4. The Hunger Games

There was a lot of hype surrounding the release of The Hunger Games.  After the successes of Harry Potter and Twilight, other franchises based on youth-targeted novels, studios were clamoring for another hit franchise-starter.  The film was considered controversial.  The fans of Suzanne Collins’ teen novel kept expectations high.  As a result, the film was a box office success.  Critics praised the filmmaking and Jennifer Lawrence’s performance.  While, I agree, Lawrence is once again awesome in a role very similar to her powerhouse performance in Winter’s Bone two years ago, nearly everything else after the film’s first hour was frustratingly poor.  Featuring cowardly shaky-cam that cheats the audience of the subject matter, manipulative plot elements, and an unbelievably simple-minded focus The Hunger Games fell far short of what it could’ve been – and has been in other, superior material. I understand the next four films take a ‘Star Wars Rebel Alliance’-like turn.  Sounds like the odds are ever in the favor of derivative entertainment.

3. Wanderlust

As I mentioned before, the year was full of promising, yet mediocre comedies.  Wanderlust was perhaps the most disappointing of all. Directed by David Wain of the cult hit Wet Hot American Summer and Role Models and featuring a hugely talented comedic cast (Jennifer Aniston, Paul Rudd, Alan Alda, Joe Lo Truglio, Malin Akerman, and Lauren Ambrose, to name a few), Wanderlust seemed positioned to be the no-brainer hit comedy of the year.  It ended up just being brainless, obvious, and barely funny at all.

2. The Lorax

Do you remember The Cat in the Hat?  That live-action adaptation starring Mike Myers that was so obnoxious and insufferable that the Geissel Estate swore never to allow another live-action adaptation of Dr. Seuss’s work to be made again.  I wouldn’t blame them if, after seeing The Lorax, they ceased any future film adaptations of Seuss’s work from ever being made again.  It’s that bad.  What was once a wonderful and whimsical tale for kids with an environmental subtext is twisted into an A.D.D.-infected, noisy, and hypocritical abomination.  I was embarrassed to expose my kid to this cheap bauble of a film.

1. Detention

The only movie worse than #2 was this insanely exhausting teen horror flick.  I know director Joseph Kahn was aiming for the be-all-end-all horror film for the Twitter generation, a film that he claims nobody else could understand.   But come on!  Not only does its manic energy and visual style grow tiresome, but it makes absolutely no sense!  You might not expect much from the maker of 2004’s Torque, but if you listen to Kahn in interviews you see he's is a man of creative ambition, which is why there are moments of comedic brilliance here and what makes this little-seen film so painful and a chore.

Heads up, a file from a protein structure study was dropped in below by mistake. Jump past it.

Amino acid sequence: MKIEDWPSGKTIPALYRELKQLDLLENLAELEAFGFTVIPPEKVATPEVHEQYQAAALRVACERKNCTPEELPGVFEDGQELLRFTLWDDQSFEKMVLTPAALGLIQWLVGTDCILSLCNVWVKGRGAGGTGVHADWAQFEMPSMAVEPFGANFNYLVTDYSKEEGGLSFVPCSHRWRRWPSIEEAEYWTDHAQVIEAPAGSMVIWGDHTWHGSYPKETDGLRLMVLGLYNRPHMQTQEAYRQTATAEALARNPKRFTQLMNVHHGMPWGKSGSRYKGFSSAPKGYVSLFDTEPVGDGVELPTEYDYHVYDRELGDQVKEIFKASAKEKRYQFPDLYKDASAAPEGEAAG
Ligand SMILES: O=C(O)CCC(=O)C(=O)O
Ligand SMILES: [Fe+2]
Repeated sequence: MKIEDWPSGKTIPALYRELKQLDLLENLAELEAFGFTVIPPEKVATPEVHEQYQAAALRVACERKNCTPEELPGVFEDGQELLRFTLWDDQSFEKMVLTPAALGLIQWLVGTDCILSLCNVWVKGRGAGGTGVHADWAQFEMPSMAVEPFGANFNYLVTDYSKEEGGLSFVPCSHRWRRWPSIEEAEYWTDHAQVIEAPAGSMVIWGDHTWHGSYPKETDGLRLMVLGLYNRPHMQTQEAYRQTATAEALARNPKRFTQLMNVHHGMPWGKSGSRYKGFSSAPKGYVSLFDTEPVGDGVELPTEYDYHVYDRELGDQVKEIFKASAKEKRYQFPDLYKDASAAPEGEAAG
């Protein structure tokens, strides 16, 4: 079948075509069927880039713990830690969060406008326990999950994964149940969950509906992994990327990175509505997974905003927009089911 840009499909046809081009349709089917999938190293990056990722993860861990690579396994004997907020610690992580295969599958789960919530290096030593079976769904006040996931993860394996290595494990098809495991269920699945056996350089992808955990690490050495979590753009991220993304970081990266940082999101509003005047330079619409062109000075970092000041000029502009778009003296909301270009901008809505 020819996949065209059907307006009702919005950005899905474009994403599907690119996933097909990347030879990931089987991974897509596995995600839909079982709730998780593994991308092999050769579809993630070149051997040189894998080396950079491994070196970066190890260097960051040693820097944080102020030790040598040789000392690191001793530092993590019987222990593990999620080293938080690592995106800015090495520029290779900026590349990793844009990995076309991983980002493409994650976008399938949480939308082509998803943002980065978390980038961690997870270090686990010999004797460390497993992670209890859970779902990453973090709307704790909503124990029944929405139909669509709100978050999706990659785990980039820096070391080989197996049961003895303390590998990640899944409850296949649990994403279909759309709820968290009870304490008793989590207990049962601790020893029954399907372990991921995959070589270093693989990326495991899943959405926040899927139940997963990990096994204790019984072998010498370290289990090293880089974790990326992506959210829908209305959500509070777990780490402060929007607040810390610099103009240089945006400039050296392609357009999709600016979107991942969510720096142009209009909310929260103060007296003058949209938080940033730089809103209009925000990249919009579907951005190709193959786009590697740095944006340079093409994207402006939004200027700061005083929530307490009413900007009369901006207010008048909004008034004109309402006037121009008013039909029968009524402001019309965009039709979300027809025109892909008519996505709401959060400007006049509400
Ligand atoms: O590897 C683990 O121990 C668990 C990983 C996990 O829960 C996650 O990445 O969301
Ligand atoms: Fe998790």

Dishonorable mentions: Madagascar 3: Europe’s Most Wanted, The Amazing Spider-Man, The Five-Year Engagement, Silent House.

Now finally…

The Best:

10. Silver Linings Playbook

These days, so many of us are surrounded by so much crap in life that we don’t know what to do with all that negative energy.  If we let it out, society might reject or judge us.  The only answer seems to be to look for the silver lining.  David O. Russell does a great job of depicting that delicate challenge made even more difficult when living with a disease like bipolar disorder, as Bradley Cooper’s character does.  Jennifer Lawrence completes her journey to stardom as the perfect foil to Cooper’s blindly determined protagonist, a recent widow who has channeled her grief into inter-office sexual flings and is attracted by his no-bullshit matter-of-factness.  Silver Linings Playbook is a love story wrapped in a film about moving on, starting over, and familial loyalty. It is one of the best love stories of the year.

9. Looper